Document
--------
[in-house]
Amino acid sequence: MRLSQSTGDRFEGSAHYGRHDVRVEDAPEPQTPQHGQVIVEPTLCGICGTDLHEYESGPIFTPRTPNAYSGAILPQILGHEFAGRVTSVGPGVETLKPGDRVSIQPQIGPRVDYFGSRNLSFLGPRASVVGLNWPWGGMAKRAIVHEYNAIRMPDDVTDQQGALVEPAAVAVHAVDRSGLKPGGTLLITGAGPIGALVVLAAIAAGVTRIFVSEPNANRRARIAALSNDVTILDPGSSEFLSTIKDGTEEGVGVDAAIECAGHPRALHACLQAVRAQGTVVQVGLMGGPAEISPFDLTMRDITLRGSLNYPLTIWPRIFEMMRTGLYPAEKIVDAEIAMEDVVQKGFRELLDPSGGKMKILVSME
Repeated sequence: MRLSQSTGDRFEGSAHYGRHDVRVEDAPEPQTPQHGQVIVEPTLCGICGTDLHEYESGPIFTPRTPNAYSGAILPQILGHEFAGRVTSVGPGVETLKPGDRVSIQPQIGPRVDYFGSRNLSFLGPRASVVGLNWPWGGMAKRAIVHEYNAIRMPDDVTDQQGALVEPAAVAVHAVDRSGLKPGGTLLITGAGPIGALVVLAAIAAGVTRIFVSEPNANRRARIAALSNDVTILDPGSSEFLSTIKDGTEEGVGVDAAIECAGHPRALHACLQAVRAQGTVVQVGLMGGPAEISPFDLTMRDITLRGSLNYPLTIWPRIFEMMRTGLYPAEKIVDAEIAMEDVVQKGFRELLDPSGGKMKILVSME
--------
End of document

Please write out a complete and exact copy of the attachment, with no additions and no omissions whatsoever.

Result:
[in-house]
Amino acid sequence: MRLSQSTGDRFEGSAHYGRHDVRVEDAPEPQTPQHGQVIVEPTLCGICGTDLHEYESGPIFTPRTPNAYSGAILPQILGHEFAGRVTSVGPGVETLKPGDRVSIQPQIGPRVDYFGSRNLSFLGPRASVVGLNWPWGGMAKRAIVHEYNAIRMPDDVTDQQGALVEPAAVAVHAVDRSGLKPGGTLLITGAGPIGALVVLAAIAAGVTRIFVSEPNANRRARIAALSNDVTILDPGSSEFLSTIKDGTEEGVGVDAAIECAGHPRALHACLQAVRAQGTVVQVGLMGGPAEISPFDLTMRDITLRGSLNYPLTIWPRIFEMMRTGLYPAEKIVDAEIAMEDVVQKGFRELLDPSGGKMKILVSME
Repeated sequence: MRLSQSTGDRFEGSAHYGRHDVRVEDAPEPQTPQHGQVIVEPTLCGICGTDLHEYESGPIFTPRTPNAYSGAILPQILGHEFAGRVTSVGPGVETLKPGDRVSIQPQIGPRVDYFGSRNLSFLGPRASVVGLNWPWGGMAKRAIVHEYNAIRMPDDVTDQQGALVEPAAVAVHAVDRSGLKPGGTLLITGAGPIGALVVLAAIAAGVTRIFVSEPNANRRARIAALSNDVTILDPGSSEFLSTIKDGTEEGVGVDAAIECAGHPRALHACLQAVRAQGTVVQVGLMGGPAEISPFDLTMRDITLRGSLNYPLTIWPRIFEMMRTGLYPAEKIVDAEIAMEDVVQKGFRELLDPSGGKMKILVSME